I am quite happy with my new sword.

I apologize for the poor quality of the pictures. . .









And here is a picture of my new sword (on left) with my Jeff Helmes piece, and an Albion Reeve to give some sense of size.

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Arne G.





Joined: 31 Jul 2014

Posts: 103

PostPosted: Mon 28 Sep, 2020 10:45 am    Post subject:         Reply with quote

Nice! That's a beautiful piece!
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Craig Johnson
Industry Professional



Location: Minneapolis, MN, USA
Joined: 18 Aug 2003
Likes: 16 pages
Reading list: 20 books

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PostPosted: Tue 29 Sep, 2020 5:03 am    Post subject: Here are some additional pics to compliment Jeremy's         Reply with quote







We really liked the sword and quite happy with the scabbard. Jeremy is always excellent to work with and we appreciate his patience with the us and the 2020 bumpy road. WTF?!

Be well
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J.D. Crawford




Location: Toronto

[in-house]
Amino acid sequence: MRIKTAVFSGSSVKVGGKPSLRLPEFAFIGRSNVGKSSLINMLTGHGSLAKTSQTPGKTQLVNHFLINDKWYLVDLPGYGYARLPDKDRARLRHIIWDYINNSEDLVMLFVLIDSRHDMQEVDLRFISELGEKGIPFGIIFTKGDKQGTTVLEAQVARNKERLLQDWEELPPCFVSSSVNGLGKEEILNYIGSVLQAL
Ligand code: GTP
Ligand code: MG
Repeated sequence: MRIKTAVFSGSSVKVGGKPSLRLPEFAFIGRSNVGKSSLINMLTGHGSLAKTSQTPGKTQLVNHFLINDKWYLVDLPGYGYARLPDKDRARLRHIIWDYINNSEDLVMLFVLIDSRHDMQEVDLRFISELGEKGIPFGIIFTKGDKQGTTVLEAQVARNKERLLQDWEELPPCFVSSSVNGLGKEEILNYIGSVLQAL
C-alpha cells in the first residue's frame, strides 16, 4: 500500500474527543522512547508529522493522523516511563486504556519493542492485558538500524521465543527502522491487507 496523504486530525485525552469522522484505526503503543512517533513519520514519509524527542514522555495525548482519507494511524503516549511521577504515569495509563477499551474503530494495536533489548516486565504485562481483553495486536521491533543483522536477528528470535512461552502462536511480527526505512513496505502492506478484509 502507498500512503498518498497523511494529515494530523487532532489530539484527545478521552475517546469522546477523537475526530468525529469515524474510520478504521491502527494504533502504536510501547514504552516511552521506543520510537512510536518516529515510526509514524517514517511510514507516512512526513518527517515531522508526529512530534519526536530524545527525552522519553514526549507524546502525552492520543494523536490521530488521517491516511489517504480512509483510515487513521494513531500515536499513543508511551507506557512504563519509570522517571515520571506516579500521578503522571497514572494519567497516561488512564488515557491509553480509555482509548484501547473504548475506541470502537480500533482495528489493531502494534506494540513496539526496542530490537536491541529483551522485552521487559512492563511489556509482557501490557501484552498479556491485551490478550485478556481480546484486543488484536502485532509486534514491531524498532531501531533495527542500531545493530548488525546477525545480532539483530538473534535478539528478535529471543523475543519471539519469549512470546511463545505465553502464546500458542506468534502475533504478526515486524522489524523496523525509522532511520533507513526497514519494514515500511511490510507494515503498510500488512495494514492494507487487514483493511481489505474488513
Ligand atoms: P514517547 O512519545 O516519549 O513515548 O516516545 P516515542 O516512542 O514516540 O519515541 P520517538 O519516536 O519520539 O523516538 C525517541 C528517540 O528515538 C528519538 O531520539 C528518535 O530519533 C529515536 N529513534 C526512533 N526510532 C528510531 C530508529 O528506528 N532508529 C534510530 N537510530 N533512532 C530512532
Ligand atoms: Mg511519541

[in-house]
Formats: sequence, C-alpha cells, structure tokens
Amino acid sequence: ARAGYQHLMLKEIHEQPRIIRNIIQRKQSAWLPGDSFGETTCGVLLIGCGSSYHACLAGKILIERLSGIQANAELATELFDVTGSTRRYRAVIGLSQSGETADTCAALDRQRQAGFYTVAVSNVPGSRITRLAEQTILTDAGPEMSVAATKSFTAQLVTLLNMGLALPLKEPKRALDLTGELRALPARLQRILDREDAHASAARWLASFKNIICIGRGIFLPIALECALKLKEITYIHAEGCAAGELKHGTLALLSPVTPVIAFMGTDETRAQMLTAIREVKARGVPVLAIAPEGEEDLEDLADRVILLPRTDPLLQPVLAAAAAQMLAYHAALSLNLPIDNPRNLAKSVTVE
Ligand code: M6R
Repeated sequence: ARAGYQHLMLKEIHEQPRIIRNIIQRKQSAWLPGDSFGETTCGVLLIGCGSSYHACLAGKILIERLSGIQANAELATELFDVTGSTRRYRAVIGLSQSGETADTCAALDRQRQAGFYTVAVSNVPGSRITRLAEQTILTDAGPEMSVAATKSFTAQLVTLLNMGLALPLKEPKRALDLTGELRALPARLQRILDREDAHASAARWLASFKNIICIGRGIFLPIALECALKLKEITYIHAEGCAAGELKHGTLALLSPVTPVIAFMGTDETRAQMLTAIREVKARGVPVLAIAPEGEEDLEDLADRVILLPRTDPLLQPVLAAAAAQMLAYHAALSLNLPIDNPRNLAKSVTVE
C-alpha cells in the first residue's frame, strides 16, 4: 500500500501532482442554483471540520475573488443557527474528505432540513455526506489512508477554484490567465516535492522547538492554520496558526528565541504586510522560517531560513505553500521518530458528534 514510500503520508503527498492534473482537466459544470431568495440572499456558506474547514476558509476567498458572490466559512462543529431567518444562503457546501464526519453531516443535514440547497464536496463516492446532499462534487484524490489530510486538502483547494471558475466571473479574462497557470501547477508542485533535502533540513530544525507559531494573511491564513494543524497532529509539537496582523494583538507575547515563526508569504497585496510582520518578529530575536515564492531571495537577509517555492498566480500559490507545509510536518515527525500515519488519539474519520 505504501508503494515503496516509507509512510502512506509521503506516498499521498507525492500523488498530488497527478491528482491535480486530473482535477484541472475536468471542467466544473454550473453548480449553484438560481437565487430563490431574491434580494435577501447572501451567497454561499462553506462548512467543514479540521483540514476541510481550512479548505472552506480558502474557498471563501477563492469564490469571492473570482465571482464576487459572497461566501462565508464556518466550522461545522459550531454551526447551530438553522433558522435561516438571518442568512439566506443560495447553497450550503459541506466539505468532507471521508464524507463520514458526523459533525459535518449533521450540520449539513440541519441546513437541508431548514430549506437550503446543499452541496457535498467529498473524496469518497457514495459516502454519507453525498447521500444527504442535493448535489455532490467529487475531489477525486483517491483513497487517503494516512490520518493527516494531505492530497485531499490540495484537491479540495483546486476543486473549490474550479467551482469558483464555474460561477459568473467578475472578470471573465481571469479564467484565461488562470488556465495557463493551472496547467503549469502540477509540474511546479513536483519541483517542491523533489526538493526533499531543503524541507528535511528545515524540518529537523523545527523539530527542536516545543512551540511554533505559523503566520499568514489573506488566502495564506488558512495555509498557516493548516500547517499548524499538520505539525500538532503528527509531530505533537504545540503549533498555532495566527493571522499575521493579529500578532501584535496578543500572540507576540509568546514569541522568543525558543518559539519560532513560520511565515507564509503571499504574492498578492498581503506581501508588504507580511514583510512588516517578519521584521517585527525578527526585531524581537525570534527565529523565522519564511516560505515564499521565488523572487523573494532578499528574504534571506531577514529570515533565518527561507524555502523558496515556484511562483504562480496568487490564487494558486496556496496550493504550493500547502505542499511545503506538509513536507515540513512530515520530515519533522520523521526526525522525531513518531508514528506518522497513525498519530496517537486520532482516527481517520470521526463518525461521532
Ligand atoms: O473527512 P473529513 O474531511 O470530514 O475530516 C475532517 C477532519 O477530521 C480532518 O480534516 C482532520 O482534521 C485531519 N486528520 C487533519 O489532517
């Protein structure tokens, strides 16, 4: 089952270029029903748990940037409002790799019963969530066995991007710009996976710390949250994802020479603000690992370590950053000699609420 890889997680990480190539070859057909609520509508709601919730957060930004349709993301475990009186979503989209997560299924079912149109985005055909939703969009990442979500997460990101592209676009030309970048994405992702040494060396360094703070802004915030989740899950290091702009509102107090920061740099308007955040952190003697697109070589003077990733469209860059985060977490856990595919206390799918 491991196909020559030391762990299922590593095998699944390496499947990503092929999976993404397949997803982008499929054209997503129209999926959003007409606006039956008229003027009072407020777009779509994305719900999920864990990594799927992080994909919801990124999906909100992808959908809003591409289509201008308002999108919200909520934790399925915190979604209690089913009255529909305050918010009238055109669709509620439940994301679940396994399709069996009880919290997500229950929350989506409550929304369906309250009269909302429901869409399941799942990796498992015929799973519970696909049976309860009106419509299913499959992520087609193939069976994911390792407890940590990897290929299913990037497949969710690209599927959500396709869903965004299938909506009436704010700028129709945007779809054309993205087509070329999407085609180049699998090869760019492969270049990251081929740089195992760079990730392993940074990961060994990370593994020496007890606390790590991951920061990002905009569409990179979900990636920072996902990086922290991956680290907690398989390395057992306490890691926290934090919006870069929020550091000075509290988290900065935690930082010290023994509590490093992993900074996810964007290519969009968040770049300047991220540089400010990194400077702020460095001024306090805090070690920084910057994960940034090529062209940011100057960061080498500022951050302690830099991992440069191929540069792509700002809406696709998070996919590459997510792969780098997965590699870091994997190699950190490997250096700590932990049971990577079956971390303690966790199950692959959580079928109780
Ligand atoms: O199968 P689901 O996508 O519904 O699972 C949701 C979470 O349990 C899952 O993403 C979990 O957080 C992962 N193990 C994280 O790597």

Joined: 25 Dec 2006

Spotlight topics: 1
Posts: 1,835

PostPosted: Wed 30 Sep, 2020 7:31 pm    Post subject:         Reply with quote

Well done Craig and Jeremy! Can we get some more measurements?

Very typical 12th century sword, although the cross seems a little more bulky that average. Is that from the original?

Reminds me of an A&A piece I had years ago, but this one looks bigger.
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Jeremy V. Krause




Location: Buffalo, NY.
Joined: 20 Oct 2003
Likes: 1 page
Reading list: 1 book

Spotlight topics: 1
Posts: 1,637

PostPosted: Thu 01 Oct, 2020 8:19 am    Post subject:         Reply with quote

J.D. Crawford wrote:
Well done Craig and Jeremy! Can we get some more measurements?

Very typical 12th century sword, although the cross seems a little more bulky that average. Is that from the original?

Reminds me of an A&A piece I had years ago, but this one looks bigger.


I only have a partial picture of the original as it seems to have been cropped for some reason when I saved it. The guard on the original does look a bit stubby. It's not taken at an angle though, so you can't see how much taper it has.
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Martin Kallander




Location: Sweden
Joined: 25 Sep 2018

Posts: 88

PostPosted: Thu 01 Oct, 2020 12:36 pm    Post subject:         Reply with quote

At least that sword Oakeshott used to own has a very bulky crossguard. While thinner ones are generally more common, this is by no means an ahistoric shape in neither width nor height

https://www.youtube.com/watch?v=poJ5rUkuRKY&ab_channel=JohnClements



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For more angles, watch the linked video [ Download ]